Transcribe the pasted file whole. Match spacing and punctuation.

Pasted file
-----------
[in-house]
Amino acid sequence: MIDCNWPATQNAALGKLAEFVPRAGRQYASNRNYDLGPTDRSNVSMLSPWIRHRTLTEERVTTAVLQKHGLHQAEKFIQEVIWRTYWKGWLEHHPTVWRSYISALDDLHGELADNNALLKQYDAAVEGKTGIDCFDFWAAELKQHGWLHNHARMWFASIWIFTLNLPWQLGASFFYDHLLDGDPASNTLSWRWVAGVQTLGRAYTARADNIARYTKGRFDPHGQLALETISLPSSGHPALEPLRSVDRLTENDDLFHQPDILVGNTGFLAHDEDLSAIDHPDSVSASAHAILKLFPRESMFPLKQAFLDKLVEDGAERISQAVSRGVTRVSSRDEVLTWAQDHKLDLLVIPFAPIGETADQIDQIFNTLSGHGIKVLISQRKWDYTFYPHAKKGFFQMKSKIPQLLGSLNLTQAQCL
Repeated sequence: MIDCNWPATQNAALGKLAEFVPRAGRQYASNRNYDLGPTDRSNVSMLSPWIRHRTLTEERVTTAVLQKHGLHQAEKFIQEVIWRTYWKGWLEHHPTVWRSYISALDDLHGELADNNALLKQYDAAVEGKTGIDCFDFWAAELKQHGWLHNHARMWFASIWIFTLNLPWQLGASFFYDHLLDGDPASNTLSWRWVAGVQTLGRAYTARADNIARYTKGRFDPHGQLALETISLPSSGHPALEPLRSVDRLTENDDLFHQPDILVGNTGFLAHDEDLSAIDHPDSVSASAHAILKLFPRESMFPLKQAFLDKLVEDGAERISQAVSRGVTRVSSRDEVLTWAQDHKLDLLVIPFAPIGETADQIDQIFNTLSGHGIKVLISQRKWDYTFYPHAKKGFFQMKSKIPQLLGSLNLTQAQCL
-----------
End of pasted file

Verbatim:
[in-house]
Amino acid sequence: MIDCNWPATQNAALGKLAEFVPRAGRQYASNRNYDLGPTDRSNVSMLSPWIRHRTLTEERVTTAVLQKHGLHQAEKFIQEVIWRTYWKGWLEHHPTVWRSYISALDDLHGELADNNALLKQYDAAVEGKTGIDCFDFWAAELKQHGWLHNHARMWFASIWIFTLNLPWQLGASFFYDHLLDGDPASNTLSWRWVAGVQTLGRAYTARADNIARYTKGRFDPHGQLALETISLPSSGHPALEPLRSVDRLTENDDLFHQPDILVGNTGFLAHDEDLSAIDHPDSVSASAHAILKLFPRESMFPLKQAFLDKLVEDGAERISQAVSRGVTRVSSRDEVLTWAQDHKLDLLVIPFAPIGETADQIDQIFNTLSGHGIKVLISQRKWDYTFYPHAKKGFFQMKSKIPQLLGSLNLTQAQCL
Repeated sequence: MIDCNWPATQNAALGKLAEFVPRAGRQYASNRNYDLGPTDRSNVSMLSPWIRHRTLTEERVTTAVLQKHGLHQAEKFIQEVIWRTYWKGWLEHHPTVWRSYISALDDLHGELADNNALLKQYDAAVEGKTGIDCFDFWAAELKQHGWLHNHARMWFASIWIFTLNLPWQLGASFFYDHLLDGDPASNTLSWRWVAGVQTLGRAYTARADNIARYTKGRFDPHGQLALETISLPSSGHPALEPLRSVDRLTENDDLFHQPDILVGNTGFLAHDEDLSAIDHPDSVSASAHAILKLFPRESMFPLKQAFLDKLVEDGAERISQAVSRGVTRVSSRDEVLTWAQDHKLDLLVIPFAPIGETADQIDQIFNTLSGHGIKVLISQRKWDYTFYPHAKKGFFQMKSKIPQLLGSLNLTQAQCL